He stirred the smooth sands of monotony…

“I will not be a common man. I will stir the smooth sands of monotony. I do not crave security. I wish to hazard my soul to opportunity.”

Peter O’Toole penned those words, a promise to himself, when he was 18 years old.

He died earlier today at the age of 81.  A common man he most certainly was not.

O'TooleO’Toole was a wonderful actor, and a wonderful raconteur.  Rather than share any clips from his films, which I did in this post back in August, I’ll share a couple of hugely entertaining appearances he made on The Late Show With David Letterman.

Here, he tells Dave and the studio audience a tale about some of his drinking exploits with the late Peter Finch.  I love the way he says ‘on the lash’, and the look on his face when he does so.  He was impish well into his 70’s.

And here, he makes a memorable entrance on a show taped in London, back in 1995:

Of acting, O’Toole said that “it has raised me from nothing into something, not a lot, but something.  If you do something well and you enjoy it, what more can you bloody well ask?”




  • Struck by the synchronicity of the Hitchens piece and O’Toole’s comment above: neither would accept the smooth (dull?) life of certainty.
    “It distresses us to return work which is not perfect”. A fine epitaph for both men, eh?


    • I’m going to have to dig around and see if I can find any evidence that the two ever met each other and, if so, whether there’s any kind of record of what they talked about. Can you imagine?!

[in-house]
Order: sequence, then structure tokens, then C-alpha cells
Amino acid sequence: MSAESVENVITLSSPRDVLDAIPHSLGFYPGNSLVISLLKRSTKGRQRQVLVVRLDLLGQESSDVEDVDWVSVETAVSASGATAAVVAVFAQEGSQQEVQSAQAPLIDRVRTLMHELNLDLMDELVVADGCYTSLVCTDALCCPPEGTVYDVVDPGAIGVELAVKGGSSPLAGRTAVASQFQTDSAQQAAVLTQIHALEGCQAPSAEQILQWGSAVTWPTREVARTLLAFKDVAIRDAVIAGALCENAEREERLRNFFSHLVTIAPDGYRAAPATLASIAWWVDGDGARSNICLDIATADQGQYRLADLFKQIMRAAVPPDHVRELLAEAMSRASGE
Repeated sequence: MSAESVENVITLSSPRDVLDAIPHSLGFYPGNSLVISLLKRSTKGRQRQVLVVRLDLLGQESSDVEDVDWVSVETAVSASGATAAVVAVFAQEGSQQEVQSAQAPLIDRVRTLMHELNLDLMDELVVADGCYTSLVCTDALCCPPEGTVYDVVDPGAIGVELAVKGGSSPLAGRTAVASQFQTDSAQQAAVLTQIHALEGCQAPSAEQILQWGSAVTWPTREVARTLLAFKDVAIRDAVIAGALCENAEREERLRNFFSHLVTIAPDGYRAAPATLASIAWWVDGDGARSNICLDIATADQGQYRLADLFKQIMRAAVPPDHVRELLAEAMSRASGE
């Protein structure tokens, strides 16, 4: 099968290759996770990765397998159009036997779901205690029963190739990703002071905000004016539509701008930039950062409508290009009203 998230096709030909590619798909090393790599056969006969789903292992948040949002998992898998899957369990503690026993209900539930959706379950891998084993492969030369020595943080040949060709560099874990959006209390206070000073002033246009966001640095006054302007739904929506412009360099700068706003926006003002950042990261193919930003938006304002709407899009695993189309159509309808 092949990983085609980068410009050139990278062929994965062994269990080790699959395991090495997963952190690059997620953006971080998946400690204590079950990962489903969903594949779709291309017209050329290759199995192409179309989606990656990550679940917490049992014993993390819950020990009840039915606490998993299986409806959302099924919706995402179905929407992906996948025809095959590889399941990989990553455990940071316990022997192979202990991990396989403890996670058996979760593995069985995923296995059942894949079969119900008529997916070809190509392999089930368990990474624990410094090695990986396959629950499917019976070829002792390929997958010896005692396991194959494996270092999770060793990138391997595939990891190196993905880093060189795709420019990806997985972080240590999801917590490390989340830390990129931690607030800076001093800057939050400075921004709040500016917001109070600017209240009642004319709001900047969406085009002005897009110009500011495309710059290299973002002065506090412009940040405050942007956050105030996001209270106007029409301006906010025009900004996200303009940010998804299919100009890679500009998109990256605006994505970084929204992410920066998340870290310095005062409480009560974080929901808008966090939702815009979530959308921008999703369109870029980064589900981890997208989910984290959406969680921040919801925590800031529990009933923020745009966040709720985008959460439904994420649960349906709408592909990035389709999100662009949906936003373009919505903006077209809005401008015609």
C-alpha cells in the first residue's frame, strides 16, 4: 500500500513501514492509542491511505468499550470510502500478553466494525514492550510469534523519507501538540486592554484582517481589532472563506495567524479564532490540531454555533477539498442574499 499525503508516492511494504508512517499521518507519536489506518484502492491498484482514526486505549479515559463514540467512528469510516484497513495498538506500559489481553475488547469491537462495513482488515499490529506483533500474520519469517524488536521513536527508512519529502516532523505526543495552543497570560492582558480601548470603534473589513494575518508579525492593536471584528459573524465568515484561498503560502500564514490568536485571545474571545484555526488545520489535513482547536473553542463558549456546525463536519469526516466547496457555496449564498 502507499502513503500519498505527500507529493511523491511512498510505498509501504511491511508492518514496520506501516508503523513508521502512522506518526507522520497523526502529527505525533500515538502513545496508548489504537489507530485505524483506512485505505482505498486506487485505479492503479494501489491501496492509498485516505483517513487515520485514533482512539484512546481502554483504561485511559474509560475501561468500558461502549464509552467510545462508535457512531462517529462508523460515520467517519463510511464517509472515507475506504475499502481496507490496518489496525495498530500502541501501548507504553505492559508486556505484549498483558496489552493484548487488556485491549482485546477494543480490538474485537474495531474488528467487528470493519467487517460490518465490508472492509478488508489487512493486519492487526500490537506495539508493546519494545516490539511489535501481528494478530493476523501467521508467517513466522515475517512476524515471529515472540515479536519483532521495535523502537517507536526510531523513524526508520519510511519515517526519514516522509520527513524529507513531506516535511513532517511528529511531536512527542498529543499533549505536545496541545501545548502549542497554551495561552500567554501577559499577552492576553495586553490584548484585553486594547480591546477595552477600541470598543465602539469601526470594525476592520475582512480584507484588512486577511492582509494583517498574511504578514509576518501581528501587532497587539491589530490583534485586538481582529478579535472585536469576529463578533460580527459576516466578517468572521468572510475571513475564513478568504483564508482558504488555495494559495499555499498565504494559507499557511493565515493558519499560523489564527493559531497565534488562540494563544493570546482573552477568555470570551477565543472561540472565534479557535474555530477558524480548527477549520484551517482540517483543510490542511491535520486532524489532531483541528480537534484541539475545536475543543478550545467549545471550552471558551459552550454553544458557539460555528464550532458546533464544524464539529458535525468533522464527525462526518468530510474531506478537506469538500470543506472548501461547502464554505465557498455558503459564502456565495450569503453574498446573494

• Ah, I am so sad at the passing of this gorgeous man. I learned of it on….this blog! And I’m so grateful to you for sharing that beautifully worded philosophy of his (at age 18!) Just days ago I finished reading Seven Pillars of Wisdom by T.E. Lawrence, and I was struck, in coming upon sketches (on the brittle pages of a copy of the tome that I borrowed from my local library) of the many personages involved in the account, with the similarity between the visages of T.E. Lawrence and Peter O’Toole — O’Toole was was born to play that meaty role! Didn’t like him as well in “My Favorite Year” as in the many more serious roles he played. Sometime I’ll re-watch “Mr. Chips.” Yes, his concision of thought (and expression!) was a delight in the numerous interviews he did toward the end of his life. And he was still just as gorgeous in his “dotage” as in his youth!


  • Did you hear his interview on NPR a few years back where he spontaneously recited Shakespeare’s sonnets? Amazing


    • Yes, I just heard that replayed this evening! He apparently knew all of them by heart, at 70+ years old, no less. Meanwhile, I can’t remember where I left my car keys…..


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